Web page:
Representatives from organizations like the Washington State Recreation and Conservation Office, Kaleen Cottingham, and King County Deputy County Executive, Fred Jarrett, were few of the many who trudged through the muddy woods in Fall City to celebrate the completion of the Upper Carlson Floodplain Restoration project Thursday, May 14.
The Snoqualmie River habitat restoration project began with a feasibility study in 2010, as an effort to restore the Chinook salmon’s natural habitat and was completed on Oct. 10, though extending planting lasted longer.
The river reach below the Fall City bridge was closed from June 2 to Aug. 8 as the Department of Natural Resources (DNR) removed a 1,600-foot linear levee along the river bank and let nature takes its course.
“This was not an easy project to do, but I would point out to everyone that we did it,” said John Taylor, assistant division director of DNR’s water and land resources division. “It’s done. And we’re going to do more of these.”
John Taylor, assistant division director of DNR’s water and land resources division, speaks at the event. – Staff Photo
With the old levee gone, wintertime flooding brought fresh flows across much of the newly reconnected floodplain. After two major floods, the river has stretched its span by more than 50 feet and a gravel bar is already developing on the opposite bank.
As these natural processes are restored, gravel bars and log jams will provide additional salmon habitat.
Dan Eastman, project manager/senior ecologist, said the river’s projected to move 600 to 700 feet inland within 50 years and built wooden channel mitigations near the road to keep property safe.
“It’s expected (the river is) going to migrate a lot further than it has now,” he explained. “It’s going to respond rapidly until it gets to these trees, then it’s going to start to slow down. By year 10, the top of the bank will probably be in the river.”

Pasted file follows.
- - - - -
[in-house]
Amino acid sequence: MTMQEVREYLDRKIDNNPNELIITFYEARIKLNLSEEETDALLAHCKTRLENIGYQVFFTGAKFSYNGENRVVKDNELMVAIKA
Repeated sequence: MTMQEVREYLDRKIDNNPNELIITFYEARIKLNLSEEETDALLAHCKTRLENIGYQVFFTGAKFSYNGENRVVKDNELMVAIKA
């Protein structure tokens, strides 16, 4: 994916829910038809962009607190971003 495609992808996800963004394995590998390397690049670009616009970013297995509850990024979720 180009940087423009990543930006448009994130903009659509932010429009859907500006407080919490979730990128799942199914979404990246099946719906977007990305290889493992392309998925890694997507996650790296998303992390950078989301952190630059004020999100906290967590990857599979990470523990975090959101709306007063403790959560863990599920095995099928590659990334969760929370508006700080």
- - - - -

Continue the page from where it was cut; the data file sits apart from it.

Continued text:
To maintain protection for nearby homes, roads and fertile farmland, project managers designed and installed log structures and a new 850-foot-long rock structure at the lower end of the site to provide additional protection where the river is most likely to migrate.
Regarding the possibility of fire risk, Eastman said the extending river shouldn’t directly cause any harm.
“I don’t believe the river level has any direct effect on fire risk; it is merely an indication of unusually low snow pack and rainfall this year,” he stated. “The USGS Carnation flow gauge is currently at an all time low for this time of year. The project will have no effect on fire risk.”
The work was done on King County’s Fall City Natural Area, a 50-acre forested floodplain that historically contained the Snoqualmie River’s main stem.
King County acquired the Fall City Natural Area with funding from the Conservation Futures Levy and Salmon Recovery Funding Board, for preserving and restoring critical salmon habitat.
Site restoration work included invasive vegetation removal, and planting acres of native trees, to improve habitat for the birds, mammals, reptiles and other wildlife.
The $3.5 million project was funded by grants from:
• Washington State Salmon Recovery Funding Board and Puget Sound Acquisition and Restoration via Washington Recreation and Conservation Office and Puget Sound Partnership;
• National Oceanic and Atmospheric Administration via The Nature Conservancy;
• Coordinated Investment for Puget Sound Floodplains Initiative sponsored by The Nature Conservancy and administered by the Washington Department of Ecology;
• U.S. Environmental Protection Agency via the Snoqualmie Tribe;
• King County Flood Control District via Cooperative Watershed Management Grant; and
• King County Department of Natural Resources and Parks.